While sales of vitamins and supplements have soared over Covid-19, you can help to keep your body in tip-top condition with a shopping basket packed with fresh produce and healthy food.
A strong immune system is key to prevent disease and infection and, if you eat well, you are giving your body a head start towards that goal.
Here’s a snapshot of what foods to look for to get in your daily shot of vitamins and minerals. Many are nutreceuticals – that is, foods with medical or health benefits which help to prevent or treat disease.
Chicken soup is good for more than the soul: one chicken breast will give you nearly one third of the daily recommended amount (RDA) for Vitamin B6. And, if you boil your chicken bones up to make stock for your soup you also will get the benefit of adding s gelatin, chondroitin and other nutrients for gut health and immunity. Vitamin B6 is vital to make new blood cells.
You don’t need us to tell you that this zingy vitamin – also known as ascorbic acid – is the top performer to ward off colds and flu and boost your immune system, as it helps to increase production of white blood cells.
Bell peppers and citrus fruit lead the pack of fresh produce which is rich in Vitamin C. Two oranges, or one large red pepper, will give you enough Vitamin C for the day – aim for 75mg if you are a woman, and 90mg for men.
Bell peppers are also a source of beta carotene, converted by the body into Vitamin A which helps keep your eyes and skin healthy. Spinach is surprisingly rich in vitamin C and is also full of antioxidants and beta carotene, which may both increase the infection-fighting ability of our immune systems.
Your immune system also needs Vitamin D, a fat-soluble nutrient known a the sunshine vitamin. That’s why at the peak of the pandemic doctors were recommending patients sat outside for a little while each day, because as little as 10-15 minutes of sunlight on your skin each day can give you your RDA. Otherwise, yoghurt and dairy products can also be a great source of Vitamin D which helps regulate the immune system and is thought to increase our natural defences against diseases.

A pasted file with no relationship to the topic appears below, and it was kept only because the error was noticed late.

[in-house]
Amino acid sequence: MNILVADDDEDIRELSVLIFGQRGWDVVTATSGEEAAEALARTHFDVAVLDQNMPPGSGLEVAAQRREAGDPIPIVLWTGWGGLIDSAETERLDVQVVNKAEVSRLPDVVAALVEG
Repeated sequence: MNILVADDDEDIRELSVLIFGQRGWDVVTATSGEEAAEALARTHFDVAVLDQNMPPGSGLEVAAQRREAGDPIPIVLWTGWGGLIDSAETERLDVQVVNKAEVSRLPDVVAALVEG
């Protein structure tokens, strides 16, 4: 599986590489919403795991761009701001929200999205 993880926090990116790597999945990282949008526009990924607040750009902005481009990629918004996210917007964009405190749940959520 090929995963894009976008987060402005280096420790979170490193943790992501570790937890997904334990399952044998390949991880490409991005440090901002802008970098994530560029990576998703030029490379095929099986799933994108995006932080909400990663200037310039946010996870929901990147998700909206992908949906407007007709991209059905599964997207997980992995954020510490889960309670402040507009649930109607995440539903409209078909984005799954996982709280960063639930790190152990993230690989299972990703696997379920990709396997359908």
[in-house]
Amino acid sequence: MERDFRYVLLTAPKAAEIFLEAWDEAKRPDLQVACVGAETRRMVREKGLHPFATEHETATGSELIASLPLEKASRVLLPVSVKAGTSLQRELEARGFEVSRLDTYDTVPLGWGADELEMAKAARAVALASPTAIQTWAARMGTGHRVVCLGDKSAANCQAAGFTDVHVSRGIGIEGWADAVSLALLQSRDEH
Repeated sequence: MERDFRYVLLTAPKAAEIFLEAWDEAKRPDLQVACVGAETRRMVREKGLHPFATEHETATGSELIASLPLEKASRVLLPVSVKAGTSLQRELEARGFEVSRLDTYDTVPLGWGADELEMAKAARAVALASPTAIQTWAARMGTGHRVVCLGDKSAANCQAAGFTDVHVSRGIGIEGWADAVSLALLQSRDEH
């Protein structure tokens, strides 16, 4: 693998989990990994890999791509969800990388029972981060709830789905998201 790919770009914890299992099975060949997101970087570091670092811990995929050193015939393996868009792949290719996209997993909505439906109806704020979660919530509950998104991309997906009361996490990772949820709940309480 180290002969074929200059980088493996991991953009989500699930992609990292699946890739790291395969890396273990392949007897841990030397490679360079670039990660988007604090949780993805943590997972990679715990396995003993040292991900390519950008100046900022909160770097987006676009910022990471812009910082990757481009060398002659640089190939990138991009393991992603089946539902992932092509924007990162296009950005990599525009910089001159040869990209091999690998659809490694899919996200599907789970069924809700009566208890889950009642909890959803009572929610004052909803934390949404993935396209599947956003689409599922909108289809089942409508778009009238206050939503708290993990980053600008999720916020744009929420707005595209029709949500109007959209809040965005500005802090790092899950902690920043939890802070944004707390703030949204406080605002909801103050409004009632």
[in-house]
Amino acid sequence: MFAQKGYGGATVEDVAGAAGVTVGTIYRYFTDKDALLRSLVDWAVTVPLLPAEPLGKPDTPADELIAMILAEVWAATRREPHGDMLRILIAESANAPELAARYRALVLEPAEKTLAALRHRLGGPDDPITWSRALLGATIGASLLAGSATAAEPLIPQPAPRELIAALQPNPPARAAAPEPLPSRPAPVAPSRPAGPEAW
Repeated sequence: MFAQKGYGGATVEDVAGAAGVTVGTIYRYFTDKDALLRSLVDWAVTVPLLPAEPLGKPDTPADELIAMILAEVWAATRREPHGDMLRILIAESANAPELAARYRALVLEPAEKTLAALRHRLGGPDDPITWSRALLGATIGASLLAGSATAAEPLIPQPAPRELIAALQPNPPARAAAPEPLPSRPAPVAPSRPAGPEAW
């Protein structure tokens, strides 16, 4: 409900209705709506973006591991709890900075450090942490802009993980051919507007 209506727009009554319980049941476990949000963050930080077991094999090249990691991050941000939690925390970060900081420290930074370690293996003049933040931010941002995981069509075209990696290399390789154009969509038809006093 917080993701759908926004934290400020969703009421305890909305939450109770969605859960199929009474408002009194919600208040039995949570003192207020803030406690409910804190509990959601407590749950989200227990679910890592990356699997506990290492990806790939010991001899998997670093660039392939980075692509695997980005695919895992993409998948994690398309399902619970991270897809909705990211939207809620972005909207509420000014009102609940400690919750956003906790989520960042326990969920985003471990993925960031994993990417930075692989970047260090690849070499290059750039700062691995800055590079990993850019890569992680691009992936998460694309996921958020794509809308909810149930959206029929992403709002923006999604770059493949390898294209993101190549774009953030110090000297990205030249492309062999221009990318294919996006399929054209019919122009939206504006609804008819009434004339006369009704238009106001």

Vitamin E is another powerful antioxidant key to a healthy immune system. A half-cup of almonds, or around 45 nuts, will top up your RDA, and you can also try avocado and dark leafy greens. Broccoli is also crammed with Vitamin E, as are unflower eeds.
Zinc: Oysters are not only the food of love, they also contain zinc, as do crayfish, crab and mussels – and two oysters will give you your RDA of zinc, helping to protect against respiratory tract infections and shorten how long they last.
Iron: A lack of iron can lead to anaemia and a weakened immune system and red meat is the easiest edible source. Vegetarians will need to eat a selection of – and plenty of! – dark leafy green vegetables, beans, seeds, mushrooms and dried apricots to get their RDA of 18mg (remember that Vitamin C will help to increase the absorption of iron from plant foods).
Folic acid: This helps your body make new cells and it also helps with iron-deficiency anaemia. Avocado is great source, along with leafy greens, asparagus, kiwi fruit and pawpaw.
Magnesium and potassium: Magnesium helps in moving calcium and potassium across cells, and low levels can contribute to a calcium deficiency. Pawpaw’s contain magnesium and potassium, as do kiwi fruit (they also contain Vitamin K, C and folate).
Selenium: Just one Brazil nut will give you your RDA of selenium, which works on the immune system to help prevent infections. Otherwise, you’ll find selenium in seafood, meat like liver and poultry.
There are other secret weapons in the veggie rack and spice drawer:
· Turmeric: contains curcumin which is a promising antiviral.
· Ginger: helps with sore throats and nausea.
· Garlic: has strong anti-inflammatory and antiviral properties, and stimulates protective white blood cells.
· Tea: green, black and rooibos tea all contain anti-inflammatory polyphenols.
Armed with nutrition information, your pantry becomes a “farmacy” to help you to you’ll ready to eat well to be well.
Date Published: 15 April 2021